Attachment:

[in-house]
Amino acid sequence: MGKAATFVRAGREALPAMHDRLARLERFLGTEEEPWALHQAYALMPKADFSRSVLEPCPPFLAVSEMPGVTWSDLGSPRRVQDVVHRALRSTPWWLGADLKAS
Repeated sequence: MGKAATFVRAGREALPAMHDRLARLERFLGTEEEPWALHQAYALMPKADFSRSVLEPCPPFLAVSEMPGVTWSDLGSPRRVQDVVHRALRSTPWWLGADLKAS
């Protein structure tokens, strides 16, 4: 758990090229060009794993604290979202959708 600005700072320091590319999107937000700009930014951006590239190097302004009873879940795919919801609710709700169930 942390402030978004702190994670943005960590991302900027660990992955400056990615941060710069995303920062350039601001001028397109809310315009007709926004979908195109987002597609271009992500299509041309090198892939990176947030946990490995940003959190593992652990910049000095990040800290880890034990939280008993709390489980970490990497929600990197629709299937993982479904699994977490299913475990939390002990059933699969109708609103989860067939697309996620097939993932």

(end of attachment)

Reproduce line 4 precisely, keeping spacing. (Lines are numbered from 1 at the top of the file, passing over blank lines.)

């Protein structure tokens, strides 16, 4: 758990090229060009794993604290979202959708 600005700072320091590319999107937000700009930014951006590239190097302004009873879940795919919801609710709700169930 942390402030978004702190994670943005960590991302900027660990992955400056990615941060710069995303920062350039601001001028397109809310315009007709926004979908195109987002597609271009992500299509041309090198892939990176947030946990490995940003959190593992652990910049000095990040800290880890034990939280008993709390489980970490990497929600990197629709299937993982479904699994977490299913475990939390002990059933699969109708609103989860067939697309996620097939993932």